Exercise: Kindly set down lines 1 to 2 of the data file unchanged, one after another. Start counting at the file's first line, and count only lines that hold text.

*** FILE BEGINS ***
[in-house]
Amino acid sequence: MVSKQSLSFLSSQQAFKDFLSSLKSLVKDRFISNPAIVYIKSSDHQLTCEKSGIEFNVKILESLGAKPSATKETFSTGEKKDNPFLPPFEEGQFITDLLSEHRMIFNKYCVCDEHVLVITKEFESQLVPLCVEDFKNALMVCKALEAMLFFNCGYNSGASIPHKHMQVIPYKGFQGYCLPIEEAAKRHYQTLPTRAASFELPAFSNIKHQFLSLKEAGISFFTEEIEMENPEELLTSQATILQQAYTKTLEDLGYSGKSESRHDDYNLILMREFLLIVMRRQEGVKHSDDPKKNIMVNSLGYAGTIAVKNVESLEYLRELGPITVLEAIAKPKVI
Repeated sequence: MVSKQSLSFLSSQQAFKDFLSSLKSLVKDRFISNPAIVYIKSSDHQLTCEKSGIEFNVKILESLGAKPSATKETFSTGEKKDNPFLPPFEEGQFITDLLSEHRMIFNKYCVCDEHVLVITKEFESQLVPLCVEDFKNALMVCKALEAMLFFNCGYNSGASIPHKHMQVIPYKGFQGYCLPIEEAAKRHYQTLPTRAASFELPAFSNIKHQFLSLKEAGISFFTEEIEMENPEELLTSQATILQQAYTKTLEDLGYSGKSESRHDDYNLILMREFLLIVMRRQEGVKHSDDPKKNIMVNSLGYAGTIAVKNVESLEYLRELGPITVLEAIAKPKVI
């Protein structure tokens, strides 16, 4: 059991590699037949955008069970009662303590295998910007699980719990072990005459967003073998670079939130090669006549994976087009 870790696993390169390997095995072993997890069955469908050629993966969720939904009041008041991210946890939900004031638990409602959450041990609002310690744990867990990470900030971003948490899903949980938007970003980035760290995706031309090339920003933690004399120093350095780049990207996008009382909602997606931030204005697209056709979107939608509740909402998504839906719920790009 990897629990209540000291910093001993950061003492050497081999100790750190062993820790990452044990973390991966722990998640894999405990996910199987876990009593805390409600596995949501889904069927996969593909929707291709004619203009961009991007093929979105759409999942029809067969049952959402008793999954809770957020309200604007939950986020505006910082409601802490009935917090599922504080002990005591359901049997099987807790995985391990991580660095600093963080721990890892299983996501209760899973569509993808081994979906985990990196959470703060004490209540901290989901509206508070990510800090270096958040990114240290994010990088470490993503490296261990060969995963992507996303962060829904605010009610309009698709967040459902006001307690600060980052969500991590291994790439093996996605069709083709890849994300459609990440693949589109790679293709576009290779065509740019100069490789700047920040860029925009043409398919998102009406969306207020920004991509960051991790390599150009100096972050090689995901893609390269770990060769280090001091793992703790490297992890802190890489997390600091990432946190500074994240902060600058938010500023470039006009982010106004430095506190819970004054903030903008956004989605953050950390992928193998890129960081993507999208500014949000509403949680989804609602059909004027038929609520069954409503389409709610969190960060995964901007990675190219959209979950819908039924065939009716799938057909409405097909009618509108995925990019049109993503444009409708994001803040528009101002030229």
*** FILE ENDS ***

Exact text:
[in-house]
Amino acid sequence: MVSKQSLSFLSSQQAFKDFLSSLKSLVKDRFISNPAIVYIKSSDHQLTCEKSGIEFNVKILESLGAKPSATKETFSTGEKKDNPFLPPFEEGQFITDLLSEHRMIFNKYCVCDEHVLVITKEFESQLVPLCVEDFKNALMVCKALEAMLFFNCGYNSGASIPHKHMQVIPYKGFQGYCLPIEEAAKRHYQTLPTRAASFELPAFSNIKHQFLSLKEAGISFFTEEIEMENPEELLTSQATILQQAYTKTLEDLGYSGKSESRHDDYNLILMREFLLIVMRRQEGVKHSDDPKKNIMVNSLGYAGTIAVKNVESLEYLRELGPITVLEAIAKPKVI